Posted on: 21st Mar 2016
They say that if something isn’t broken, there’s no need to fix it…or words to that effect, anyway. Despite there having been widespread expectations that the Chancellor would outline hugereforms at this week’s Budget, it simply didn’t happen. Why? Well, most likely due to the fact that he was pummelled from all corners with complaints and objections, which resulted in him backing down.
Instead, we have the same rules on pension tax relief to work with – the result of a rare budget makeover which at the time was universally welcomed. So given that this is what we have, how does it work?
In the simplest terms, the way it works at the moment is that when you put money in a pension pot, tax relief makes it bigger. If you are a basic rate taxpayer, you put £80 into your pension, which magically becomes £100. This is because this saver’s income is taxed – all of it. They pay 20% in standard taxation, but as pension savings are tax free, this tax is actually paid out by the gov. If you are in the higher 40% tax bracket, you would pay £60 into your pension to find it with a balance of £100.
Does this basically mean free cash?
To a certain extent, yes – it does. What’s more, it also reinforces the importance of making sure pension contributions are started as early as possible. The reason being that even if you don’t pay a lot in, the long-term difference can be massive. There’s interest to be earned on top of all of this ‘free’ money, so letting it go to waste really isn’t a wise idea.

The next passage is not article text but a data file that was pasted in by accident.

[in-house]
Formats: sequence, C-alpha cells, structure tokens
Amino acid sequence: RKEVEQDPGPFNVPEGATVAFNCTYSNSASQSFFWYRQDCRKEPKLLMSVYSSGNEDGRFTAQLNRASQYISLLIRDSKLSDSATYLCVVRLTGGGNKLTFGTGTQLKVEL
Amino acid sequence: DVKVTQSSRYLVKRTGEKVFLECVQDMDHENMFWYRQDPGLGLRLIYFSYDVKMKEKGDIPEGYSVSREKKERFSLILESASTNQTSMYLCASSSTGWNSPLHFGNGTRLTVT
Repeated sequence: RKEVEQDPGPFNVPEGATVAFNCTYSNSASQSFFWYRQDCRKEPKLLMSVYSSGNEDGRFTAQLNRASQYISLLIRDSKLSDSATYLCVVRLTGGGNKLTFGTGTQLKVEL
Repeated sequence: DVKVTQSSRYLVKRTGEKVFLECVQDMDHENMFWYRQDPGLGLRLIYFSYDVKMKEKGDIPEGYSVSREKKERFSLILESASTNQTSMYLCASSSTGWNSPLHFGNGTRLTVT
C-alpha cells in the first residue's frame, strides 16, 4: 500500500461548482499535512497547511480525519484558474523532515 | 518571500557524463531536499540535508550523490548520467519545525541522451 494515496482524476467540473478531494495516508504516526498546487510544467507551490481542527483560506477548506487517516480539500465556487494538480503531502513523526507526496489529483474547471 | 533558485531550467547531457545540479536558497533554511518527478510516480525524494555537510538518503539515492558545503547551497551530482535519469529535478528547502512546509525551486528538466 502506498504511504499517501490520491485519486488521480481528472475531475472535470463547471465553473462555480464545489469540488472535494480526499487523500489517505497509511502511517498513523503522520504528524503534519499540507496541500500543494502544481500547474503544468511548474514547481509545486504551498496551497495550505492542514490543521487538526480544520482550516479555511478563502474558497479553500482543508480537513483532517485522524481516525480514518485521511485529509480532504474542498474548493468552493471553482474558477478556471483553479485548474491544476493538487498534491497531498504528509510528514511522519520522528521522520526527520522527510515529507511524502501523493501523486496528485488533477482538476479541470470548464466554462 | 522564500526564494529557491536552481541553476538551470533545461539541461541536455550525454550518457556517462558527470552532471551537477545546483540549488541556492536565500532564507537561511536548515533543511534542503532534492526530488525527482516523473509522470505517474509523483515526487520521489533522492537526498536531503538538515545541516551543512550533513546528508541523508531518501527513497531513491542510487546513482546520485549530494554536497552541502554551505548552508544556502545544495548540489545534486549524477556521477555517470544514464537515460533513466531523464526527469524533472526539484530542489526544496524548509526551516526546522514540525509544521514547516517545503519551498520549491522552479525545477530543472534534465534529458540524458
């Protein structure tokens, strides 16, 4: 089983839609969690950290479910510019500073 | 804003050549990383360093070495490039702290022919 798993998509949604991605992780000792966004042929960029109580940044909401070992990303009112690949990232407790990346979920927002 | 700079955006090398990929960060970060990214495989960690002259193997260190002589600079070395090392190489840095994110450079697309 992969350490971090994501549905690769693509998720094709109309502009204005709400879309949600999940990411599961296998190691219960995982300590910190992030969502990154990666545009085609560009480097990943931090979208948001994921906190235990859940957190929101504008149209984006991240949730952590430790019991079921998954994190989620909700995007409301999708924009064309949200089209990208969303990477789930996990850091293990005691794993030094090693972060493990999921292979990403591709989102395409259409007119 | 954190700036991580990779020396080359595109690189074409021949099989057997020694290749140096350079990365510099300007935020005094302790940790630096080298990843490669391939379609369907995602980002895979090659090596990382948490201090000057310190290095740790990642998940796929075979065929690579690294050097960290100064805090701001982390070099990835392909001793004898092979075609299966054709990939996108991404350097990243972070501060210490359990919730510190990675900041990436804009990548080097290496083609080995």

In a working example, a saver begins putting cash away at the age of 21, adding £100 per month to their pension pot for their whole career. With tax relief, this means £125 per month in the pot. And assuming the compound interest rate hovers around the 4% mark, at the time the saver reaches 55, they’d have a staggering £109,000 or so to play with. In the same example, if there were no tax relief contributions added to their monthly payments – so they just stayed at £100 – this would mean in the region of £87,000 by the age of 55.
Which is, however you look at it, a massive difference – £22,000!
Given the fact that higher-rate taxpayers get an extra 40% whacked onto their pension savings, the value of getting started and taking advantage early is even greater. It’s free money with free interest that could make the most incredible difference come.
For the time being, this is the system we have and the system that it likely to stick around for some time to come. It’s inevitable that reforms will creep into the equation sooner or later, but with a bit of luck the Chancellor will choose not to completely ruin things.
But that’s of course a prediction that none of us can rightly make – we’ll just have to ride it all out and see what happens!